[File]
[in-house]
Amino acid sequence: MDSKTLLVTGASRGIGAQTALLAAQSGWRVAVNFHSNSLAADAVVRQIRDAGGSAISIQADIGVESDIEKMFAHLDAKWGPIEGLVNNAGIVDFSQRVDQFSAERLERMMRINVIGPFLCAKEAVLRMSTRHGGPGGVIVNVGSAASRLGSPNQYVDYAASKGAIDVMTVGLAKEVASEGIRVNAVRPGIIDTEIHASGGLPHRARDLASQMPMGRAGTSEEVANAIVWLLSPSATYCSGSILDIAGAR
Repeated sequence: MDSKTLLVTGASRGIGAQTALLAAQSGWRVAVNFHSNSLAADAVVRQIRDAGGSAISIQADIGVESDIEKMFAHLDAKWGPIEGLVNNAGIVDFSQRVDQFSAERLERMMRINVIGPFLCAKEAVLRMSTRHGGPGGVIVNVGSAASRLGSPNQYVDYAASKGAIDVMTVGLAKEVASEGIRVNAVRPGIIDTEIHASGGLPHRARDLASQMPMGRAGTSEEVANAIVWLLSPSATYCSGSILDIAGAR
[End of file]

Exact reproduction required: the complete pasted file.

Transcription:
[in-house]
Amino acid sequence: MDSKTLLVTGASRGIGAQTALLAAQSGWRVAVNFHSNSLAADAVVRQIRDAGGSAISIQADIGVESDIEKMFAHLDAKWGPIEGLVNNAGIVDFSQRVDQFSAERLERMMRINVIGPFLCAKEAVLRMSTRHGGPGGVIVNVGSAASRLGSPNQYVDYAASKGAIDVMTVGLAKEVASEGIRVNAVRPGIIDTEIHASGGLPHRARDLASQMPMGRAGTSEEVANAIVWLLSPSATYCSGSILDIAGAR
Repeated sequence: MDSKTLLVTGASRGIGAQTALLAAQSGWRVAVNFHSNSLAADAVVRQIRDAGGSAISIQADIGVESDIEKMFAHLDAKWGPIEGLVNNAGIVDFSQRVDQFSAERLERMMRINVIGPFLCAKEAVLRMSTRHGGPGGVIVNVGSAASRLGSPNQYVDYAASKGAIDVMTVGLAKEVASEGIRVNAVRPGIIDTEIHASGGLPHRARDLASQMPMGRAGTSEEVANAIVWLLSPSATYCSGSILDIAGAR